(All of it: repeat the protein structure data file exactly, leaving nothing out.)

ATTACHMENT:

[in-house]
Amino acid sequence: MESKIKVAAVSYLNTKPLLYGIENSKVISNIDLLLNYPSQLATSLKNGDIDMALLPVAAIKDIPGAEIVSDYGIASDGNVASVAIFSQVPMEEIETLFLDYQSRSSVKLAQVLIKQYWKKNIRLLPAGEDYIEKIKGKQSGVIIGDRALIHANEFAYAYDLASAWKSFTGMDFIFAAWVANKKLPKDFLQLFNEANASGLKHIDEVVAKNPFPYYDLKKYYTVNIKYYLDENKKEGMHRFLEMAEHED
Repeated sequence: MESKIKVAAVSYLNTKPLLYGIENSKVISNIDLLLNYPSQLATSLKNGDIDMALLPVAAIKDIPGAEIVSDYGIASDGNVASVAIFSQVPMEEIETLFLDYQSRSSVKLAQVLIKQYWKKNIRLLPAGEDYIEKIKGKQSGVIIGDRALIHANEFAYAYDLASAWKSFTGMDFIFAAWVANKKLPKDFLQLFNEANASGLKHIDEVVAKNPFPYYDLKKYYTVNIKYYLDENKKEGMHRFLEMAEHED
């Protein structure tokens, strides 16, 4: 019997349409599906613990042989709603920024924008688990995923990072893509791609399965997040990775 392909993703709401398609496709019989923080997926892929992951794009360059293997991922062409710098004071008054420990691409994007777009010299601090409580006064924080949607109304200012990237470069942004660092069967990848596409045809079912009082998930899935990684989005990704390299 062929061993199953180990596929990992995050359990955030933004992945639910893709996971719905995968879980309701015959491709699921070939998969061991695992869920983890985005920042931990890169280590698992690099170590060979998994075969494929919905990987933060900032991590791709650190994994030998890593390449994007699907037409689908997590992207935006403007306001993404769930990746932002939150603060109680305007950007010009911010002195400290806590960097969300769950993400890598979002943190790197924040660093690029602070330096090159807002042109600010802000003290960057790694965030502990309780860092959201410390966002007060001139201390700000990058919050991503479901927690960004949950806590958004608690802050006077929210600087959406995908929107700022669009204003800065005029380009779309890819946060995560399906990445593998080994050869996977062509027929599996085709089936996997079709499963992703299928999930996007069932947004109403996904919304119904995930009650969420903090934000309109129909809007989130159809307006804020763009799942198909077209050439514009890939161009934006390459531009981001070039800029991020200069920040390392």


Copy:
[in-house]
Amino acid sequence: MESKIKVAAVSYLNTKPLLYGIENSKVISNIDLLLNYPSQLATSLKNGDIDMALLPVAAIKDIPGAEIVSDYGIASDGNVASVAIFSQVPMEEIETLFLDYQSRSSVKLAQVLIKQYWKKNIRLLPAGEDYIEKIKGKQSGVIIGDRALIHANEFAYAYDLASAWKSFTGMDFIFAAWVANKKLPKDFLQLFNEANASGLKHIDEVVAKNPFPYYDLKKYYTVNIKYYLDENKKEGMHRFLEMAEHED
Repeated sequence: MESKIKVAAVSYLNTKPLLYGIENSKVISNIDLLLNYPSQLATSLKNGDIDMALLPVAAIKDIPGAEIVSDYGIASDGNVASVAIFSQVPMEEIETLFLDYQSRSSVKLAQVLIKQYWKKNIRLLPAGEDYIEKIKGKQSGVIIGDRALIHANEFAYAYDLASAWKSFTGMDFIFAAWVANKKLPKDFLQLFNEANASGLKHIDEVVAKNPFPYYDLKKYYTVNIKYYLDENKKEGMHRFLEMAEHED
């Protein structure tokens, strides 16, 4: 019997349409599906613990042989709603920024924008688990995923990072893509791609399965997040990775 392909993703709401398609496709019989923080997926892929992951794009360059293997991922062409710098004071008054420990691409994007777009010299601090409580006064924080949607109304200012990237470069942004660092069967990848596409045809079912009082998930899935990684989005990704390299 062929061993199953180990596929990992995050359990955030933004992945639910893709996971719905995968879980309701015959491709699921070939998969061991695992869920983890985005920042931990890169280590698992690099170590060979998994075969494929919905990987933060900032991590791709650190994994030998890593390449994007699907037409689908997590992207935006403007306001993404769930990746932002939150603060109680305007950007010009911010002195400290806590960097969300769950993400890598979002943190790197924040660093690029602070330096090159807002042109600010802000003290960057790694965030502990309780860092959201410390966002007060001139201390700000990058919050991503479901927690960004949950806590958004608690802050006077929210600087959406995908929107700022669009204003800065005029380009779309890819946060995560399906990445593998080994050869996977062509027929599996085709089936996997079709499963992703299928999930996007069932947004109403996904919304119904995930009650969420903090934000309109129909809007989130159809307006804020763009799942198909077209050439514009890939161009934006390459531009981001070039800029991020200069920040390392």